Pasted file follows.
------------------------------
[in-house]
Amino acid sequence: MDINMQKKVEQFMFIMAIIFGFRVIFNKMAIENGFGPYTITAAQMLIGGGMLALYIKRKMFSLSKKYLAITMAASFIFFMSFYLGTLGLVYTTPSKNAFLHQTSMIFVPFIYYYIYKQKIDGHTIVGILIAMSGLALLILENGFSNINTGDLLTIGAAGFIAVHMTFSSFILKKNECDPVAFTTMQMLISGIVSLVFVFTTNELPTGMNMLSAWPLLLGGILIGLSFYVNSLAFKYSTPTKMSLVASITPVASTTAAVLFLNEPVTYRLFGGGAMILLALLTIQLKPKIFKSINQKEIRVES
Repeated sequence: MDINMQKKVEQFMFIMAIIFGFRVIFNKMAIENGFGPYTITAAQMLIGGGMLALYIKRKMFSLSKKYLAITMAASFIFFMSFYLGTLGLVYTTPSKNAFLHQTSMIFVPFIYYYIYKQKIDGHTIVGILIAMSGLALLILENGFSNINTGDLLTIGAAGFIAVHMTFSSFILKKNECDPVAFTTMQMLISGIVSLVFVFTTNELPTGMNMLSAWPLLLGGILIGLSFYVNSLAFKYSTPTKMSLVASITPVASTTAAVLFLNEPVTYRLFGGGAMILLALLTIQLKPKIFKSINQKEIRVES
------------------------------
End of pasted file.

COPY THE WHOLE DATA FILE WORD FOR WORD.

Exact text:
[in-house]
Amino acid sequence: MDINMQKKVEQFMFIMAIIFGFRVIFNKMAIENGFGPYTITAAQMLIGGGMLALYIKRKMFSLSKKYLAITMAASFIFFMSFYLGTLGLVYTTPSKNAFLHQTSMIFVPFIYYYIYKQKIDGHTIVGILIAMSGLALLILENGFSNINTGDLLTIGAAGFIAVHMTFSSFILKKNECDPVAFTTMQMLISGIVSLVFVFTTNELPTGMNMLSAWPLLLGGILIGLSFYVNSLAFKYSTPTKMSLVASITPVASTTAAVLFLNEPVTYRLFGGGAMILLALLTIQLKPKIFKSINQKEIRVES
Repeated sequence: MDINMQKKVEQFMFIMAIIFGFRVIFNKMAIENGFGPYTITAAQMLIGGGMLALYIKRKMFSLSKKYLAITMAASFIFFMSFYLGTLGLVYTTPSKNAFLHQTSMIFVPFIYYYIYKQKIDGHTIVGILIAMSGLALLILENGFSNINTGDLLTIGAAGFIAVHMTFSSFILKKNECDPVAFTTMQMLISGIVSLVFVFTTNELPTGMNMLSAWPLLLGGILIGLSFYVNSLAFKYSTPTKMSLVASITPVASTTAAVLFLNEPVTYRLFGGGAMILLALLTIQLKPKIFKSINQKEIRVES